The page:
Mt. Harrington (Almost) (11,005')

30 Jun - 1 Jul 2001 - by Mike Mcdermitt

Saturday morning, sitting down in the office to spend a few hours catching up on things, I find the speakers attached to my computer don't work. Why come to work on a Saturday if I can't listen to new music on the internet? Outta here! But it's 10am already, what to do this weekend? Out come the maps. Hmmm.... never been to Kings Canyon. Mt. Harrington appears to be the only Class 3 peak within possible reach from KC in a day. Already mostly packed (the benefit of not fully unpacking from prior trip), I throw backpacks in the car (still not sure if a dayhike or an overnight), add 1 1/2 gallons of water, a lunch and a dinner and some road food and I am off just before noon. I love California. But seriously...

The Deer Cove Trail trailhead is just outside of Kings Canyon National Park on National Forest Land on Hwy 180. It starts at an elevation of 4,400'. On arrival, mine is the only car in the parking area. After dining and packing rapidly while dodging mosquitoes, I hit the trail at 7.30pm on a clear warm evening. The trail is easy going. By 9pm it is pretty dark and I luckily find a nice place to bivy on the nose of a ridge, a very open spot, having gained about 1,600' and 3 miles. The night was extremely pleasant: cloudless, no breeze just a mild flow that kept the air fresh, temp maybe got as low as 60, no mosquitoes. In the morning I pack a daypack and am hiking by 6.45am. Pass signed trail junctions to Choke Creek and then Burns Meadow. Reach Wildman Meadow (now a bog among trees with some camping areas) then signed junction offering choices of Grizzly Lakes and Frypan Meadows. I make a left to Grizzly Lakes. Another signed junction soon after offers the same choice. Now I am on the Grizzly Lakes trail. The trail has apparently been worked on recently, as it was very easy to follow the entire way to Grizzly Lakes, unlike as describd in several prior trip reports. At about 9,800' where the trail crosses a small ridge and starts down to Grizzly Lake, Mt. Harrington quite obviously comes into view, about a mile away. I leave the trail and head cross country northeast towards the bump just north of the peak. From the base of the ridge at about 10,400', gaining the ridge appears difficult but with Cl 3 moves I find a way up to the lowpoint between Harrington and the bump to the north of it (Paul Magliocco's route posted on is longer but easier). I then climb around the backside and south a few feet onto a bumplet. At this point I am a few feet away from the very impressive 300' finlike summit block, with a vertical east face and near-vertical west face. is immediately obvious to me that the rest of the way is beyond my (current) ability to safely climb alone. It being noon and being crystal clear to me that I have made the right decision, my thoughts move on to lunch and contemplation of the spectacular view from the 10,700' bumplet. Even with the view in some directions blocked (unlike the summit): University and Bradley to the east, Great Western Divide, Kaweahs; Tablelands and Mt. Silliman in the west. A perfect view of the west side of the Palisades, looking incredibly close though actually 20 miles away, Agassiz south to Middle Pal or Norman Clyde.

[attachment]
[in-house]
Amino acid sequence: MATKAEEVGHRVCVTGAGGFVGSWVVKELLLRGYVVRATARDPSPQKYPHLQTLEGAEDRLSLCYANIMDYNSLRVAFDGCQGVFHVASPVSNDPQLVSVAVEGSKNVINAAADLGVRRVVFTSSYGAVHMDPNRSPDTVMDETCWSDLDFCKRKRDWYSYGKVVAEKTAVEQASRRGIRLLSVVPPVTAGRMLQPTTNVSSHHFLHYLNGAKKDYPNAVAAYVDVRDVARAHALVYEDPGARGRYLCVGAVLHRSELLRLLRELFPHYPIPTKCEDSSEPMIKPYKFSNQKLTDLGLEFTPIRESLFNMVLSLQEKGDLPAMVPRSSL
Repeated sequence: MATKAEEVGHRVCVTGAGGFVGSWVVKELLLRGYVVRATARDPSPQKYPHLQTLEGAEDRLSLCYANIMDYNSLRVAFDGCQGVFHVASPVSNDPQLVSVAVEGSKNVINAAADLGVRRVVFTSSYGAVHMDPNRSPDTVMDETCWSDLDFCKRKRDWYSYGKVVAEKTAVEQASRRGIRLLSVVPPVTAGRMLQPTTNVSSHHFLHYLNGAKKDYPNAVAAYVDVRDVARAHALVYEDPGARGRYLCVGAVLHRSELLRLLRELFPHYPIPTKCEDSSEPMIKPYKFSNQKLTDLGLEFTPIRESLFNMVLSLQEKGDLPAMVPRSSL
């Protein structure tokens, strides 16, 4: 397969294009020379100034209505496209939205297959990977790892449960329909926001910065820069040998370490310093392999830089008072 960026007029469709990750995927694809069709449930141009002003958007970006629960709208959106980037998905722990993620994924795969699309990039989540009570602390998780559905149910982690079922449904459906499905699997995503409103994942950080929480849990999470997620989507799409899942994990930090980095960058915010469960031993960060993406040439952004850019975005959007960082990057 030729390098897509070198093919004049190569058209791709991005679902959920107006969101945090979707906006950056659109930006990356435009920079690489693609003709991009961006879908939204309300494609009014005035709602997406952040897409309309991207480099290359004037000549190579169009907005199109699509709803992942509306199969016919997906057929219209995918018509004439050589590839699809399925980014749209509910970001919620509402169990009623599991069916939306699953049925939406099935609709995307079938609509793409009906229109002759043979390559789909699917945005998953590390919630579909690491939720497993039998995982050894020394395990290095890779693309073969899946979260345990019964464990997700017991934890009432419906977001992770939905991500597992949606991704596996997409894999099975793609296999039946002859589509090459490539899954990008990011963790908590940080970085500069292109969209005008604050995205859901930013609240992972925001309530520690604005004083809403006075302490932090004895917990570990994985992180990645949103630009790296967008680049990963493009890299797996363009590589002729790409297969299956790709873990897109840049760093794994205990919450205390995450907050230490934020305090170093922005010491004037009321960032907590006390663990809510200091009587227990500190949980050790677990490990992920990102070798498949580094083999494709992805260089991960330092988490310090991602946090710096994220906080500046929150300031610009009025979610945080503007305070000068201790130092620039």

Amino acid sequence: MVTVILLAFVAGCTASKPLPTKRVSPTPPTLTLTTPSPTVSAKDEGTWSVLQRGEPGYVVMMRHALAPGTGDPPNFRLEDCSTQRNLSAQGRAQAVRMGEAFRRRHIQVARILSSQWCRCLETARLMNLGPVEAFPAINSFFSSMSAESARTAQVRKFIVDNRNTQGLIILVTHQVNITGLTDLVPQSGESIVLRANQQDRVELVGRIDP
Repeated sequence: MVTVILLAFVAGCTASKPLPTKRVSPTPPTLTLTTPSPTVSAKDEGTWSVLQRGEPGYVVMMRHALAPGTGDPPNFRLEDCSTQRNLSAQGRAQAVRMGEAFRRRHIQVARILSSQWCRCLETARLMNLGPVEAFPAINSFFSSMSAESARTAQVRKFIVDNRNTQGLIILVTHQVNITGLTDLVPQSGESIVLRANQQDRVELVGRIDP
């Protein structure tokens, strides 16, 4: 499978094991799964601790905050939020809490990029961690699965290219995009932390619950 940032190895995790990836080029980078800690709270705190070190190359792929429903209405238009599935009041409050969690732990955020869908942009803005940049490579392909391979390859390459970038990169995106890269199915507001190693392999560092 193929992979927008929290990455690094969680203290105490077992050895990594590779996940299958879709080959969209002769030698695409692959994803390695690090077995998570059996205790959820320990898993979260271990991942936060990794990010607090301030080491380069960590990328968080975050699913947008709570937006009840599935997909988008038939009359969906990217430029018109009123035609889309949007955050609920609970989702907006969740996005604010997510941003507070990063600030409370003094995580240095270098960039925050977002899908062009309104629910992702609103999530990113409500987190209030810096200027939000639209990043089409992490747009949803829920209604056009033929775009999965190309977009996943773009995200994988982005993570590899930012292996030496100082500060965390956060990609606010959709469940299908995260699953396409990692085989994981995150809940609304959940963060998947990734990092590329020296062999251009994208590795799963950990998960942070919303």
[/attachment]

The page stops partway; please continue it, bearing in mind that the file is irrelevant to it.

I start back down at 12.30, reaching my bivy spot and pack just before 4pm, and the car just after 5pm. After picking up dinner at a Subway in Fresno I headed back to the Bay Area and was home at about 11pm.

Trip Stats: 6,300' net gain (add 300' for peak), about 23-24 miles round-trip. Some water available at Deer Cove (5,600' and 2 miles in) and then none reliable until the trail crosses the East Fork of Grizzly Creek at about 8,200' and about 7 3/4 miles in) and then at Grizzly Lakes. Based on my elapsed time coming down, the Tom Harrison map seems to have its mileages for the Deer Cove and Grizzly Lakes Trails correct whereas Secor seems to have several mileage sections wrong. The Deer Cove trail is nicely switch backed, so that a steady pace can be readily maintained, however the Grizzly Creek trail is mostly steep with a few flat sections. The section from Deer Cove to Wildman Meadow is relatively open due to the fire, which offers nice relief relative to hiking through viewless breezeless forest, also pretty with lots of new green growth. Although there were plenty of footprints I saw no one. It was hot coming down in the afternoon.

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